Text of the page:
I love a challenge, especially about plant identification and I am a pretty good guesser. It was a small stick of a shrub, sticking out of a plastic grocery bag that held the roots and some soil. The stem was woody and the leaves were bronze, with pointy ends like a holly. But it didn’t really seem holly-like. I took a stab at it, “Some sort of Mahonia?” “Correct. Here you go, happy planting”, was the answer.
“Oh, thank you so much! I will plant it with the other Mahonias that are growing under the tall pines. They must like it there, I can’t seem to get rid of them, even after cutting them down to the ground and trying to dig out the roots.”
The above exchange happened several years ago, initiated by my postal carrier, Claude da Mailman. He would leave bags of plants or home made goodies at my front door or even inside the metal box at the street if it wasn’t too hot or too cold, with a little torn corner of an envelope with that name scribbled on it.
He had white hair and a white beard, almost a slimmer Santa Claus type of fellow. I learned that he was very interested in native plants, often being called over to rescue choice specimens when construction was planned. He was very generous and shared large clumps of blue eyed grass, Sisyrinchium albidum, and Spigelia marilandica with me. When he came around the corner of my street, he would chat with my neighbor Mickey if he was out gardening, then come on down to my yard and visit with me, too, if I was outside. I am usually outside.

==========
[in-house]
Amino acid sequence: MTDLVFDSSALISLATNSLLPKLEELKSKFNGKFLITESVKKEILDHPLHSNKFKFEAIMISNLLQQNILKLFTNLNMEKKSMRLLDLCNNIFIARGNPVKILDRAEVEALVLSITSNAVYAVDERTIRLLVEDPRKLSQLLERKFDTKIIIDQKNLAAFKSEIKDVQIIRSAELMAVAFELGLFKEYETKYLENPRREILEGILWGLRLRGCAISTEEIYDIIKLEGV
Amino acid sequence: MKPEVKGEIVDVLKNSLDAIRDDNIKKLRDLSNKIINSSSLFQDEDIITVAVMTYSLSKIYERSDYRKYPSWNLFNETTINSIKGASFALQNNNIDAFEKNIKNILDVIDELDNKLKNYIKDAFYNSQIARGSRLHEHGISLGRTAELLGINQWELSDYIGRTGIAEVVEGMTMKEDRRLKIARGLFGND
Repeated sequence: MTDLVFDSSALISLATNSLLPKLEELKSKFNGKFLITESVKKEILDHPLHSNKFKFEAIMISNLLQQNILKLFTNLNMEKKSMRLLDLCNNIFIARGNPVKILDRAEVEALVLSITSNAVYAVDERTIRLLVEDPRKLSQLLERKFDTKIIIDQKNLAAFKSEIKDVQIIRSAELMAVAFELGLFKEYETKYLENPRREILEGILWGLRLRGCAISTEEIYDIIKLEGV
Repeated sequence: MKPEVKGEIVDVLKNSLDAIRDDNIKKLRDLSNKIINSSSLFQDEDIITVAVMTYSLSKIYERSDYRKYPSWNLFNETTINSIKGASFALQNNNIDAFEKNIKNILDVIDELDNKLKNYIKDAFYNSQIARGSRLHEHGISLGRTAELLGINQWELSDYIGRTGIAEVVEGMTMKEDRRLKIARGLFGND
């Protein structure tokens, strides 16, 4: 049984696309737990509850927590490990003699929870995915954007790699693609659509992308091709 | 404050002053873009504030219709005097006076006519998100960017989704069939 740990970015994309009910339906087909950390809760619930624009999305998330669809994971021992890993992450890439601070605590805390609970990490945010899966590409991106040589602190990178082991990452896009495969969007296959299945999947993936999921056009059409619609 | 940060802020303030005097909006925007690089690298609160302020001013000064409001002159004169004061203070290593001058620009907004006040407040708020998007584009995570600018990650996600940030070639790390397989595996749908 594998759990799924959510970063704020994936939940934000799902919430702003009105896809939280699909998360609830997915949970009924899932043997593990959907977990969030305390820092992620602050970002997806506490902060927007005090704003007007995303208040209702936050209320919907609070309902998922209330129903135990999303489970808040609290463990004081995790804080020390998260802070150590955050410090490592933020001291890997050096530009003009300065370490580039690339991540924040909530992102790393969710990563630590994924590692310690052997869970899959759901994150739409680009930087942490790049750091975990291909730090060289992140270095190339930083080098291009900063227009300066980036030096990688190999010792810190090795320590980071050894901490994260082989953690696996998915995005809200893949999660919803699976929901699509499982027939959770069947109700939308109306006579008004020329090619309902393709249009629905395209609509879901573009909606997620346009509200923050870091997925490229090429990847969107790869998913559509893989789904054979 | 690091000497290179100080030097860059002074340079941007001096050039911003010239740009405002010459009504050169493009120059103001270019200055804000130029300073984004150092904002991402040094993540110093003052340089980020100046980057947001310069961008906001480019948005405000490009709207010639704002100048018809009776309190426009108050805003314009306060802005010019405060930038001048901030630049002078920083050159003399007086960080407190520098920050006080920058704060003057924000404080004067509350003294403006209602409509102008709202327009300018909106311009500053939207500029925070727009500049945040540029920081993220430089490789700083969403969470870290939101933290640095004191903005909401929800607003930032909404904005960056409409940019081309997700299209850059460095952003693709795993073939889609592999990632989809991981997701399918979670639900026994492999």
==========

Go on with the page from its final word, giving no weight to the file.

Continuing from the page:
He once gave me a large bag of freshly picked figs that had been given to him by another of his mailbox customers just up the street. He had given me cuttings from his fig tree, but they did not survive here. Fig trees were ordered and also bought locally but they are still quite small. Last year we did get to eat two of our own figs. I dream of having bags full of them to share. I did share many plants with Claude, having to press them upon him. I hope they still are growing in his garden or he shared them with others who could use them.
Back to the subject matter of this post, the passalong Mahonia. It is very different from the larger leaf ones that dot our older neighborhood, planted from the digested berries by gourmet birds dining in the tree limbs above. I have given up trying to remove these, Mahonia bealei, and move the seedlings to out of the way spots for the birds to enjoy. The berries are very beautiful and they flower in winter. If you can’t beat ’em…
But since Claude shared this smaller leaf specimen, I am assuming it is a native. Does anyone know it? Research leads to it being Mahonia aquifolium. Could it be? I have not seen any berries form in the few years it has been blooming size. Perhaps it needs another shrub for pollination? Whatever it is, it is treasured for the remembrance of a kind friend, who retired a couple of years ago and has not been seen since then. He did not live in this town, but commuted to our post office every work day. His replacement mail carrier is a young fellow, sweet and friendly, but Claude is missed. I hope he is happily spending quality time in his own garden now. He had told me that was his plan.
Happy Wildflower Wednesday! Please check out the other wildflower presentations over at my dear friend Gail of Clay and Limestone’s place on the fourth Wednesday of each month.